This is a study of the conflict between a teacher's position of power and his or her ability to establish rapport with students. It is based primarily on the writings of Deborah Tannen, who has studied the effect of conversation styles on interpersonal relationships. In her book, You Just Don't Understand: Women and Men in Conversation (1990), Tannen describes the differences in style between those who use conversation to establish rapport with others and those who use it to show status or power over others. Since teachers have a power-position and need to have rapport, they have the potential to experience this conflict.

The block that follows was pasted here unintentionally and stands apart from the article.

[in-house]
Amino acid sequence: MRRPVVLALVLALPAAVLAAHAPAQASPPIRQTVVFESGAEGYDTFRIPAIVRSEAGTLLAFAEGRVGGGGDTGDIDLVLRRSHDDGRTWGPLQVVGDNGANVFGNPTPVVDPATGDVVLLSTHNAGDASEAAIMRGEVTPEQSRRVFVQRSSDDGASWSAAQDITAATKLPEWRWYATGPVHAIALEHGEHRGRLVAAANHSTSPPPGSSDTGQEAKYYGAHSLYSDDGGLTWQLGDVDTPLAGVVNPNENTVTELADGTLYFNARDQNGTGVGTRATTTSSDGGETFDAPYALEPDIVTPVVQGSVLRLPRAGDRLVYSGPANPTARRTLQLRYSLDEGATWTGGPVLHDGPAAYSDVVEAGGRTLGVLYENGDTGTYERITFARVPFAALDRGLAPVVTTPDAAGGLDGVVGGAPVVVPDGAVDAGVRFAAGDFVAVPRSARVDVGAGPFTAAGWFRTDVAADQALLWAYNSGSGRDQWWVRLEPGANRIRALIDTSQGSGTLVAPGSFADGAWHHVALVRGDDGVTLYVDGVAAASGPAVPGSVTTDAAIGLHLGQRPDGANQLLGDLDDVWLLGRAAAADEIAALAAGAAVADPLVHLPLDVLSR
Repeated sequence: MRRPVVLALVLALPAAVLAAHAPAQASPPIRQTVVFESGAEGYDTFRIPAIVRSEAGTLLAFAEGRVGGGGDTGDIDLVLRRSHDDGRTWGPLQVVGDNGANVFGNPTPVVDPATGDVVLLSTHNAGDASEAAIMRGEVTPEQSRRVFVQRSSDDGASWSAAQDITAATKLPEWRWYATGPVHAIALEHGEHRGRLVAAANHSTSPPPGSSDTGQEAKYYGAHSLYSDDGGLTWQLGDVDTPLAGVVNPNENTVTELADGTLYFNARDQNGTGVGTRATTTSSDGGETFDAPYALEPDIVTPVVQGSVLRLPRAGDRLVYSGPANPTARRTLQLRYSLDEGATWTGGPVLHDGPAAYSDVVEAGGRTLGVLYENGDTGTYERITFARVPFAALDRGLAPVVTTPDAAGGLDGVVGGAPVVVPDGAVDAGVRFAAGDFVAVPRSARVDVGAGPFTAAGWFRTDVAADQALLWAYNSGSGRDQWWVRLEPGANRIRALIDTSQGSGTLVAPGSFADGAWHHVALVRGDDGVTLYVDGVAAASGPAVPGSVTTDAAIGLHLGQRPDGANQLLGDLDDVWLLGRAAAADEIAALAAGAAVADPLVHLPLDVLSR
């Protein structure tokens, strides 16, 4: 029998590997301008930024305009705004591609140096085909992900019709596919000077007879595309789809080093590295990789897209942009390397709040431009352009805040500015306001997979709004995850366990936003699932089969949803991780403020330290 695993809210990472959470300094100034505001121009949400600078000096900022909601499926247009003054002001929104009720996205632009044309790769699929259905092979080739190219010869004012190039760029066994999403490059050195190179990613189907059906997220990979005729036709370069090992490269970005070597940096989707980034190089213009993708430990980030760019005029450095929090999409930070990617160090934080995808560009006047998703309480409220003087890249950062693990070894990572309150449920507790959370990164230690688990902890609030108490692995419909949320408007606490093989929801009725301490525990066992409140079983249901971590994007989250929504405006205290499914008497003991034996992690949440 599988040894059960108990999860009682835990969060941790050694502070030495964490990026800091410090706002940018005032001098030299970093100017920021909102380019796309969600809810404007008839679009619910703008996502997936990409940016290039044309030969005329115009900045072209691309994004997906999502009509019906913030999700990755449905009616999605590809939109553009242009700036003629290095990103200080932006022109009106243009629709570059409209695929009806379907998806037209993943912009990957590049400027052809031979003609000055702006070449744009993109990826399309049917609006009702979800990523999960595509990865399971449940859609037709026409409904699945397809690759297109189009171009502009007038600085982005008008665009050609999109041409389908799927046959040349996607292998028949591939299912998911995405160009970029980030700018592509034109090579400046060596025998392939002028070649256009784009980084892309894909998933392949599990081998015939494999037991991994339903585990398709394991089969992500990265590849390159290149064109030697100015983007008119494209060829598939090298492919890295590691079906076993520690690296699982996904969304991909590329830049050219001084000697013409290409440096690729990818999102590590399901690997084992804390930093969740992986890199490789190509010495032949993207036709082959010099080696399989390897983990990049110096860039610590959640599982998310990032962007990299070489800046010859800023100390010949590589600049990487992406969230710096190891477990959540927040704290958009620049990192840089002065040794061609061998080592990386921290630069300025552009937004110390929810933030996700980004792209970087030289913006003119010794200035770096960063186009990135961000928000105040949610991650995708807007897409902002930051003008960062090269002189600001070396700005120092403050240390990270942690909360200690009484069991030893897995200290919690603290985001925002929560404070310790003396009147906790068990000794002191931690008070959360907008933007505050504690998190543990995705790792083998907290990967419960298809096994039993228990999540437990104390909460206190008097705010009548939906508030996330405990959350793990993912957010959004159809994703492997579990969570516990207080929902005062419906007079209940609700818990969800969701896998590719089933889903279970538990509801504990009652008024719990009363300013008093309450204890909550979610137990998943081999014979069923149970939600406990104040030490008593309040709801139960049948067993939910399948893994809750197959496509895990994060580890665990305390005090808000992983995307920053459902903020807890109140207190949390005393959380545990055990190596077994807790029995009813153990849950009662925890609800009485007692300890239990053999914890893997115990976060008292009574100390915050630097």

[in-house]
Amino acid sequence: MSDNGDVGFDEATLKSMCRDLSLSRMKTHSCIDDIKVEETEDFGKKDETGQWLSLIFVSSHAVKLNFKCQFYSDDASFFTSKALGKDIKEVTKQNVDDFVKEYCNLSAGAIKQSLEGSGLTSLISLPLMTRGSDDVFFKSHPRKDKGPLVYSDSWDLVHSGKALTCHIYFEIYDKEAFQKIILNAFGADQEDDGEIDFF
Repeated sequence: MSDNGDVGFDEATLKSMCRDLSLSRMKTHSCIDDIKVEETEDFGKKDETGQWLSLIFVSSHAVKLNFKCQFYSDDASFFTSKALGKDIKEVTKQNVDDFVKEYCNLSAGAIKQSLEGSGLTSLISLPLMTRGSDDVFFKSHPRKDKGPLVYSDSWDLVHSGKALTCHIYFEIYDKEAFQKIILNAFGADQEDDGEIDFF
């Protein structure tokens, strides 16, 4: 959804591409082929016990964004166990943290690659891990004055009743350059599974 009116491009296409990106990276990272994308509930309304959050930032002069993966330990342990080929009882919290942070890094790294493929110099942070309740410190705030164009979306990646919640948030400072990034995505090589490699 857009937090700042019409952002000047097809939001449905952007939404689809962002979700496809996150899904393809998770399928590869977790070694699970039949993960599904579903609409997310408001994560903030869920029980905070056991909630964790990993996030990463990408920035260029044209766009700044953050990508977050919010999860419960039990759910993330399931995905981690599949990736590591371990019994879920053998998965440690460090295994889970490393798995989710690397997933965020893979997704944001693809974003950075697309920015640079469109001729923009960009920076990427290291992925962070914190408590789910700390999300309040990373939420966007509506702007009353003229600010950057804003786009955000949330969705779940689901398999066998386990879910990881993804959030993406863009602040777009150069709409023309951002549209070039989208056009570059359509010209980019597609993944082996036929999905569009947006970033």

My findings indicate that this is not such a serious problem for teachers. Even though they are in a position of authority, they can and do establish rapport with students. There seems to be more of a problem with over-emphasis of either power or rapport to the exclusion of the other. Those who try to be on an equal relationship with their students find that their students take control of the classroom. This is especially true of some students who engage teachers in a power struggle. Teachers need to be aware of this and maintain their authority while at the same time giving these students choices. On the other hand, teachers should not be so controlling that they break students' spirits. Teachers should be empowering students to move toward controlling their own behavior and evaluating their own work.
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